tuck /ˈtək/ 名詞
Tuck n. A long, narrow sword; a rapier. [Obs.]
He wore large hose, and a tuck, as it was then called, or rapier, of tremendous length. --Sir W. Scot.
Tuck, n. The beat of a drum.
Tuck, v. t. [imp. & p. p. Tucked p. pr. & vb. n. Tucking.]
1. To draw up; to shorten; to fold under; to press into a narrower compass; as, to tuck the bedclothes in; to tuck up one's sleeves.
2. To make a tuck or tucks in; as, to tuck a dress.
3. To inclose; to put within; to press into a close place; as, to tuck a child into a bed; to tuck a book under one's arm, or into a pocket.
4. To full, as cloth. [Prov. Eng.]
Tuck, v. i. To contract; to draw together. [Obs.]
1. A horizontal sewed fold, such as is made in a garment, to shorten it; a plait.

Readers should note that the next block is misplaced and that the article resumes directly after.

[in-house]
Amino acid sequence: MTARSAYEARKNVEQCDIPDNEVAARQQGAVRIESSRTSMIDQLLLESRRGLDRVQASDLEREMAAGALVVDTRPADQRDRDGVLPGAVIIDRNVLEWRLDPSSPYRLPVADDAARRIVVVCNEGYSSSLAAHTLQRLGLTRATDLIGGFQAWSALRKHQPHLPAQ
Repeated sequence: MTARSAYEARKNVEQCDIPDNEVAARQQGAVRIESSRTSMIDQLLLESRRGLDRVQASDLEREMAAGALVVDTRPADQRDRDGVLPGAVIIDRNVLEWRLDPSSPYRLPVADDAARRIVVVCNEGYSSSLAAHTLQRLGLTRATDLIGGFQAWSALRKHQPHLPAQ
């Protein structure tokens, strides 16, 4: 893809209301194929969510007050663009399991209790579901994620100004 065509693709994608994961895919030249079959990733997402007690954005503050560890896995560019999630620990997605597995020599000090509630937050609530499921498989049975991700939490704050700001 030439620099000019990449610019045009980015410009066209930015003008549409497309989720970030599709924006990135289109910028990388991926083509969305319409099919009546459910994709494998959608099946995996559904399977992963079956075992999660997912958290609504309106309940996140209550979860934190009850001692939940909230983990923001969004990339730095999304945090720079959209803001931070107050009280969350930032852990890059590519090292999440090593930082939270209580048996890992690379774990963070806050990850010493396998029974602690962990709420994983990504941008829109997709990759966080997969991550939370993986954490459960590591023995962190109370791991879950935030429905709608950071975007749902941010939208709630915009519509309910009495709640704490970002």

2. A small net used for taking fish from a larger one; -- called also tuck-net.
3. A pull; a lugging. [Obs.] See Tug.
4. Naut. The part of a vessel where the ends of the bottom planks meet under the stern.
5. Food; pastry; sweetmeats. [Slang]
n 1: eatables (especially sweets)
2: (sports) a bodily position adopted in some sports (such as
diving or skiing) in which the knees are bent and the
thighs are drawn close to the chest
3: a narrow flattened pleat or fold that is stitched in place
4: a straight sword with a narrow blade and two edges [syn: rapier]
v 1: fit snugly into; "insert your ticket into the slot"; "tuck
your shirtail in" [syn: insert]
2: make a tuck or several folds in; "tuck the fabric"; "tuck in
3: draw fabric together and sew it tightly [syn: gather, pucker]